Heterogeneity of nutritional habits of Lithuanian ethnolinguistic groups: population-based study

  • Audronė Jakaitienė
  • Donatas Austys
  • Neringa Burokienė
  • Vytautas Kasiulevičius
  • Rimantas Stukas
  • Vaidutis Kučinskas
Keywords: nutrition, life style, overweight, social determinants of health, Lithuanian population, public health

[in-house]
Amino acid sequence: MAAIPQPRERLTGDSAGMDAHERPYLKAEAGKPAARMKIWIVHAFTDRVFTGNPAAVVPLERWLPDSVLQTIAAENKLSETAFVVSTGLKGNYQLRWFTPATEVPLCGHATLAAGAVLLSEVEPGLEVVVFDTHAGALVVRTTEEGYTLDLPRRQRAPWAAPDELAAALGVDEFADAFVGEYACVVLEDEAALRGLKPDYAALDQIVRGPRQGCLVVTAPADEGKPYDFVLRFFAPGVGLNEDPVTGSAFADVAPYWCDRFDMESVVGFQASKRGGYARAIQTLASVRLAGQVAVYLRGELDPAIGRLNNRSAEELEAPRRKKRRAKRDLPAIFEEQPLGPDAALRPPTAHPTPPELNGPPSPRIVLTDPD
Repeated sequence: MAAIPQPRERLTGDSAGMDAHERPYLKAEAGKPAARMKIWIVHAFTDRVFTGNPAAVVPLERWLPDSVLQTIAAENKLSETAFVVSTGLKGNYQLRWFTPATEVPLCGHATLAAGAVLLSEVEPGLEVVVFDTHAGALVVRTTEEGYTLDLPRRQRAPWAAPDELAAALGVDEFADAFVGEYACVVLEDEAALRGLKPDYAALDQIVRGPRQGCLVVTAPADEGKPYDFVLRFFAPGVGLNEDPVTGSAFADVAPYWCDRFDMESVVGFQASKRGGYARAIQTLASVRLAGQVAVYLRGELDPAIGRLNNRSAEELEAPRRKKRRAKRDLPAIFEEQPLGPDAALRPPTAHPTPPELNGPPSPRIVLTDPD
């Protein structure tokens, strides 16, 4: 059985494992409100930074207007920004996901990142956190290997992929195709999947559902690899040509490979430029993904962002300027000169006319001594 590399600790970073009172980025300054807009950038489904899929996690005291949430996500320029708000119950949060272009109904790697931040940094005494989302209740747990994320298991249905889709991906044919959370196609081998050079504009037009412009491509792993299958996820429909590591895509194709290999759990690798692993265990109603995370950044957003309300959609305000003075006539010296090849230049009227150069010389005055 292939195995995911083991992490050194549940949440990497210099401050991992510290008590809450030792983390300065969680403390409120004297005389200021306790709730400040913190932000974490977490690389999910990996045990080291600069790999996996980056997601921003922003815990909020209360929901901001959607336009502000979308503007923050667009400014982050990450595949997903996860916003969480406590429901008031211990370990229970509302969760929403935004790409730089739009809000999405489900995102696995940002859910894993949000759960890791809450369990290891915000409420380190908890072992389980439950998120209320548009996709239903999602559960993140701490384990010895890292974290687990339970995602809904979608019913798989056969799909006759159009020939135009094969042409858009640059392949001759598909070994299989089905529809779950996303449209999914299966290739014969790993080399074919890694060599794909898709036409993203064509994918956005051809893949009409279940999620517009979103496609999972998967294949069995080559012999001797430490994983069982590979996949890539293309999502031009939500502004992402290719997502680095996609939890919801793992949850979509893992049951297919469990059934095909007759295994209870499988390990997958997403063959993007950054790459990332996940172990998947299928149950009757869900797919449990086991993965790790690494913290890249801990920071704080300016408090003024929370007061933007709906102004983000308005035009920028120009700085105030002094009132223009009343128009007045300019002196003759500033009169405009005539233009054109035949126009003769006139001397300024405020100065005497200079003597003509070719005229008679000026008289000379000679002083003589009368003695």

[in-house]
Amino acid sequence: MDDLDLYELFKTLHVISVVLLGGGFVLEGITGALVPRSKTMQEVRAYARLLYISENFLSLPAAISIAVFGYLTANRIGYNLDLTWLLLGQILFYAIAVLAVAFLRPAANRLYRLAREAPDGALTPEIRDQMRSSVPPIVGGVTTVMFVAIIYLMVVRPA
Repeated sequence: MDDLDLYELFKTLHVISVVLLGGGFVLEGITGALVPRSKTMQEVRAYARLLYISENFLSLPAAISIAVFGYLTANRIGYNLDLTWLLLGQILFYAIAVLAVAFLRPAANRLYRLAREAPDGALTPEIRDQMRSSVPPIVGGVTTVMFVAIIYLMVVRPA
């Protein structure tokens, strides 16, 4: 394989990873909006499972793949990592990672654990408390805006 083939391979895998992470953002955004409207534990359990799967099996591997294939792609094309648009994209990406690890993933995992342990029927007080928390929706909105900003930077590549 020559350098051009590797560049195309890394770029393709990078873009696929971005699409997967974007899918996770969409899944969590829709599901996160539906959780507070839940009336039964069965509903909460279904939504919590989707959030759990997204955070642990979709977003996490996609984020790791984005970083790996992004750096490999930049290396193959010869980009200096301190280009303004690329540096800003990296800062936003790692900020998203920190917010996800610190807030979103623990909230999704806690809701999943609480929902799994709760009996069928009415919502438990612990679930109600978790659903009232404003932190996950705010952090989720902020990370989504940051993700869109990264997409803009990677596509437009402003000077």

Background. Lithuania is a  Northern European country consisting of two main ethnolinguistic groups: Samogitians and Highlanders. The objective of the  paper is to investigate differences in nutritional habits of 18–65-year-old Lithuanians living in different ethnolinguistic regions. Materials and methods. A representative, population-based, random sample of the  18–65-year-old ethnic Lithuanian population was interviewed from 17  December 2008 to 20  May 2013. Lithuanians living in their ethnolinguistic region for at least three generations were included (n = 1,133). We analysed responses to 12 questions about nutritional habits of respondents. For the univariate analysis, we applied the chi-squared test. For the clusterisation of the survey questions, we employed a multiple correspondence analysis (MCA). Results. Comparing Samogitians’ and Highlanders’ responses according to their gender, education, and place of residence, we observed more often significant differences (p < 0.05) for the urban population, respondents without higher education, and women. The nutrition of Highlanders was more consistent with national and WHO nutritional recommendations. Significant differences were obtained in the  consumption of fish (p = 1.9 · 10–12), milk (p = 1.8 · 10–4) and grain products (p = 0.01). MCA revealed that all questions fall into three groups with a different composition for Samogitians and Highlanders. We failed to demonstrate the impact of different nutritional habits on the body mass index. Conclusions. According to the univariate and multivariate analysis, the nutritional habits of Lithuanian ethnolinguistic regions are heterogeneous. Dependency on an ethnolinguistic region might be considered an important factor for the preparation of appropriate health and nutrition education and disease prevention programmes. The issue of excess weight remains equally important for both ethnolinguistic groups.